On their website you can browse their stock library which has tons of different locations. I definitely recommend exploring the website and checking out their gallery. They've posted a few reels that show some of the work they've done and there is a section on their website called "Before and After" that has a lot of cool behind the scenes interactive pictures. They have done a lot of work for shows such as Grey's Anatomy, Ugly Betty, The Walking Dead, 24, and Mad Men.

Here's their backlot reel from 2009:

Wednesday, September 28, 2011

More on Opening Titles

While looking around at different articles about opening sequences, I came across this article entitled '20 Brillant TV Show Title Sequences'. A lot of the links are disabled, so you have to look them up on youtube, but these really are some fantastic opening credits. Gone are the days when show openers consisted of a song that (sometimes) fits the theme of the show alongside the name and pictures of each of the cast members. The listed credits in the article range in dynamic, from Desperate Housewives to Six Feet Under and in difficulty, from Lost to The Unted States of Tara. If anyone still hasn't decided on a show opener they want to recreate, you should check out some of these!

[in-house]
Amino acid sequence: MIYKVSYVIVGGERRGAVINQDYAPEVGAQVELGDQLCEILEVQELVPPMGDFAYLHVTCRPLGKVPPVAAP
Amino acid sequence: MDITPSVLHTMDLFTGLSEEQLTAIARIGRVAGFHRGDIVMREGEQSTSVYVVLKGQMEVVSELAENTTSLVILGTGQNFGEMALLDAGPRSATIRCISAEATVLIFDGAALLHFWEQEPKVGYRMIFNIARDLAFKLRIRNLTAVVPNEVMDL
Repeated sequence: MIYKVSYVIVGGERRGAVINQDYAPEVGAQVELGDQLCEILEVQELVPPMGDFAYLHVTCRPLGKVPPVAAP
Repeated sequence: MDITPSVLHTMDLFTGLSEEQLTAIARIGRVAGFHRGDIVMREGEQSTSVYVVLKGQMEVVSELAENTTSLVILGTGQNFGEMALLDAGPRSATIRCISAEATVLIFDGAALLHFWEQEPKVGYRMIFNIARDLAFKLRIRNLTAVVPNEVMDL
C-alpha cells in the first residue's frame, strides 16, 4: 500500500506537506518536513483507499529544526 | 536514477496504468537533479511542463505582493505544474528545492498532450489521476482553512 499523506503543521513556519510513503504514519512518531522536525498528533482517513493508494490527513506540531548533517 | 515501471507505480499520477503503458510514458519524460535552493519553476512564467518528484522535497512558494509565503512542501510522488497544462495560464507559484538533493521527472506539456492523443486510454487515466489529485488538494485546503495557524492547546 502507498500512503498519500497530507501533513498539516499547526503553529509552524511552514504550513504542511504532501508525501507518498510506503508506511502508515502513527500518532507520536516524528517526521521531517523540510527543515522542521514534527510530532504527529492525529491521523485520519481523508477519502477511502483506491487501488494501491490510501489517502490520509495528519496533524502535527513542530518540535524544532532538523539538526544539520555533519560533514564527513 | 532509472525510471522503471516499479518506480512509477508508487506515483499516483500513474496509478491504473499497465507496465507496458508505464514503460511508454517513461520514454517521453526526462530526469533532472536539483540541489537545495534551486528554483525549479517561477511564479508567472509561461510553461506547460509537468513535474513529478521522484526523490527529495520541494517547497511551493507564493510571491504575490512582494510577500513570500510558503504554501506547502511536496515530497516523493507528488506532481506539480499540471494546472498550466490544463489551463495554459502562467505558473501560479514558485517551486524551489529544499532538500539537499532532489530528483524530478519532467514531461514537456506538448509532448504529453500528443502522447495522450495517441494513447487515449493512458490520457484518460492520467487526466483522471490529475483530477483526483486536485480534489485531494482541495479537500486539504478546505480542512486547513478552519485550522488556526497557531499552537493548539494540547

As noted in class, I decided on recreating the opening for How I Met Your Mother:



As I was watching the sequence on youtube however, I stumbled a few mashups that people created of two different shows, for example the following is credits for Buffy the Vampire Slayer, HIMYM style: